On a summer afternoon at UPMC Presbyterian hospital in Pittsburgh, Michael Fazzini, OMS IV, is with a patient who has a brain tumor. She’s set to undergo Gamma Knife radiosurgery, in which neurosurgeons use focused beams of radiation to target the tumor without incisions to the skull. Fazzini listens attentively as the patient discusses the procedure with her neurosurgeon, L. Dade Lunsford, MD.
What the patient doesn’t know is that Fazzini, too, received Gamma Knife radiosurgery from Dr. Lunsford after being diagnosed with a brain tumor at age 16. Twelve years later, Fazzini has a clean bill of health and is a student at the Edward Via College of Osteopathic Medicine in Blacksburg, Virginia. He made Pittsburgh news by completing a four-week clinical rotation with his former neurosurgeon this summer. Fazzini spoke with The DO about his journey to medicine and how his experiences have shaped his approach to patient care.
You rotated at the same hospital where you received treatment. What was that like?
That time in my life is not something I like to replay, but Dr. Lunsford and his team made such an impression on me. Their care inspired me to become a physician, so working directly with Dr. Lunsford was an incredible experience.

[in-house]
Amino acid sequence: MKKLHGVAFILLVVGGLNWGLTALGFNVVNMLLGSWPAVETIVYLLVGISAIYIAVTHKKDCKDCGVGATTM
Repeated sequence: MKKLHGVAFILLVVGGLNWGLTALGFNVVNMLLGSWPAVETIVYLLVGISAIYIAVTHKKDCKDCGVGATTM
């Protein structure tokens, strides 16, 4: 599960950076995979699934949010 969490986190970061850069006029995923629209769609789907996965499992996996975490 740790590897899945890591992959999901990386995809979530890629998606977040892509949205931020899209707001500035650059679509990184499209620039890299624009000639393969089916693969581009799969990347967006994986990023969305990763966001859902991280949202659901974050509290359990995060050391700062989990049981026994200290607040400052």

My medical history has allowed me to relate to patients in a way I never would have been able to otherwise, especially on this rotation. When I was diagnosed and went through treatment, I was extremely scared and unsure of what the future held. You never forget those feelings. There’s not one minute that goes by when you’re not aware that life is precious. As a future DO, I’m there to serve people, and being able to empathize so deeply with what patients are going through really helps.
Were you uncomfortable with making your diagnosis public?
For a long time I didn’t share my story—I’d say maybe two of my med school classmates knew it had happened at all. But then I started thinking, what if there’s a 15-year-old who’s diagnosed with a brain tumor and feels depressed and hopeless? I hope that by hearing about my experiences, others in similar situations can see it’s possible to overcome obstacles and achieve your dreams in life.
Why did you choose osteopathic medicine?
The osteopathic philosophy of treating the whole patient and having such a large tool kit with which to help people really resonated with me. Osteopathic medical training is very clinical, but at the same time it’s very focused on people.
Do you have any advice for med students on organizing clinical rotations?
If you want something, whether it’s competitive rotations or residencies or any other opportunity, be persistent. Call everyone you can think of and even if they say no, don’t give up. Keep reaching out until you get the answer you want.
What’s next for you?
I’m leaning toward specializing in primary care because I think that’s the area that will allow me to help the greatest number of patients. My primary care doctor is the one who ordered the CAT scan that found my brain tumor, and he’s continued to mentor me throughout my journey toward becoming a physician. I love interacting with patients, and primary care allows you to learn the whole array of medicine.